Russia’s armed forces have set up troops for “informational operations,” the country’s defense minister said, in a speech during which he declared that “propaganda must be smart, competent and effective.”
Speaking to the lower house of parliament, Defense Minister Sergey Shoygu made several explosive announcements, including the confirmation of reports that Russia’s military has “counter-propaganda” troops.
“In the meantime, an army for informational operations has been set up that is much more effective and stronger than what we had previously created for the purpose of what we call counter-propaganda,” he told parliament, state news agency Itar-Tass reported.
Russian Defence Minister Sergey Shoygu attends a wreath-laying ceremony to mark the 71st anniversary of the victory over Nazi Germany in World War Two, at the Tomb of the Unknown Soldier in Moscow, Russia, May 9, 2016. Shoygu has just announced a Russian military unit dedicated to 'informational operations.' Maxim Shemetov/Reuters
The head of parliament’s Defense and Security Committee, Vladimir Shamanov, explained to the Interfax news agency that the new unit would likely deal with cyber warfare, but he did not specify how it would go about doing that.
“My understanding is that this is not just the cyber warfare capabilities, which the Russian Ministry of Defense most probably has, but also information warfare capabilities,” Alexander Kokcharov, Russian defense analyst at IHS Markit, said. “Shoygu’s comment on the importance of “clever and efficient propaganda” are indicative of that.”
“The news will probably be of concern for Western countries, especially those countries in Europe which have elections scheduled for 2017—Netherlands, France and Germany,” he added.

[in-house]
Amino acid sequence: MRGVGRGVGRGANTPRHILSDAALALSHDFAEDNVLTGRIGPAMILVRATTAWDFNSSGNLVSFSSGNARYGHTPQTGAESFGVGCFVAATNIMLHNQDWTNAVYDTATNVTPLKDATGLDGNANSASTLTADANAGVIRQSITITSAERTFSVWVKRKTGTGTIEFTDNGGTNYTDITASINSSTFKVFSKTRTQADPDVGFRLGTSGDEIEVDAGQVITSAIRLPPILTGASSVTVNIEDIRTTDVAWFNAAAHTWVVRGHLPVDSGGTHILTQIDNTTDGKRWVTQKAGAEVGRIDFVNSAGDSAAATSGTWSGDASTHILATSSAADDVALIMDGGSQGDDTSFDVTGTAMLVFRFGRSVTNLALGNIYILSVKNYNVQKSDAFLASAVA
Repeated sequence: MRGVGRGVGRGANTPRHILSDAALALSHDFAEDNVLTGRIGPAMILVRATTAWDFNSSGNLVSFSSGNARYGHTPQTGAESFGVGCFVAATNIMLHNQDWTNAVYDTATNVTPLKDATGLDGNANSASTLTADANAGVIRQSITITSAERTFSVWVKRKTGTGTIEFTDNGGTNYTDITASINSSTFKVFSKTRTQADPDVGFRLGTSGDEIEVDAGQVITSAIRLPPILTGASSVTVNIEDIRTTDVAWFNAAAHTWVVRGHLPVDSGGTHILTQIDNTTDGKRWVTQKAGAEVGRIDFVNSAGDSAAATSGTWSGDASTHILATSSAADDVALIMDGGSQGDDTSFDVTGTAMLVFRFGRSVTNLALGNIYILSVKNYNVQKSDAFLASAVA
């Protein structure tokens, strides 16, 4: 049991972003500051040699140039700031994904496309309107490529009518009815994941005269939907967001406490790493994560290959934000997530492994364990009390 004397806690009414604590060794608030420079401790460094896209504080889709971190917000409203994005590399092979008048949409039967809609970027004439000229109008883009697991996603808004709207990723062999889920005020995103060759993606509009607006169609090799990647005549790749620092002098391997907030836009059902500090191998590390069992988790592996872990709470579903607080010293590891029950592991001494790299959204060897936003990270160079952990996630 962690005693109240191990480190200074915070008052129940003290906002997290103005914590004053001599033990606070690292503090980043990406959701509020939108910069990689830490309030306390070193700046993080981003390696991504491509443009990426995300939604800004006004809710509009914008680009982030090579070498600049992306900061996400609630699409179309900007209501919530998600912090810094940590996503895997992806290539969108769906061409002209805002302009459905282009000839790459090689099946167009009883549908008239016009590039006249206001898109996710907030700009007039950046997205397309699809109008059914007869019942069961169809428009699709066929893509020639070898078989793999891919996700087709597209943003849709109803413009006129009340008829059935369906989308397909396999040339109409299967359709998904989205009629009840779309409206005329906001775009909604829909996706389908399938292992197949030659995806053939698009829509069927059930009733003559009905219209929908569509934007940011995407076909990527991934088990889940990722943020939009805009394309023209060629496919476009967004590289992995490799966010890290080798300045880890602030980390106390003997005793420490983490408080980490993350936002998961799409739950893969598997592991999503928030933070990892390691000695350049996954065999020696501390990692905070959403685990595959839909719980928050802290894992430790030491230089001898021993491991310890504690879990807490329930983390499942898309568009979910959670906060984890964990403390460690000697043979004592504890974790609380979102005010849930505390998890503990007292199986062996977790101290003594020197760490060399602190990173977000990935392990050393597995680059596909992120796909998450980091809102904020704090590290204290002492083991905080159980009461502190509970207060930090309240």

Keir Giles, Russian military expert at Chatham House, says a unit of this type has been promised ever since the Russian armed forces faced difficulties in dominating the information landscape during the 2008 conflict with Georgia. But its role could extend to much more than just cyber warfare, he said.
“Some people may confuse this unit with the setting up of a cyber command unit, but that is a mismatch of definitions, since in Russia cyber is not a distinct area of warfighting,” Giles said. “Under the broader Russian definition of informational confrontation, you are not limited just to computers and networks, but you are looking more generally at other types of information space as well—the media, or what is in people’s heads.”
The unit’s activities of “information operations” could include activities the West calls strategic communications, psychological operations and influence activities among the population, as well as cyber warfare, he said. According to Giles, all of these areas are disciplines that “we silo out into separate activities in the West, but they exist under a single heading in Russia.”
“It remains to be seen what lies within the remit of these troops, but this announcement has been a long time coming,” he added.Try Newsweek: Subscription offers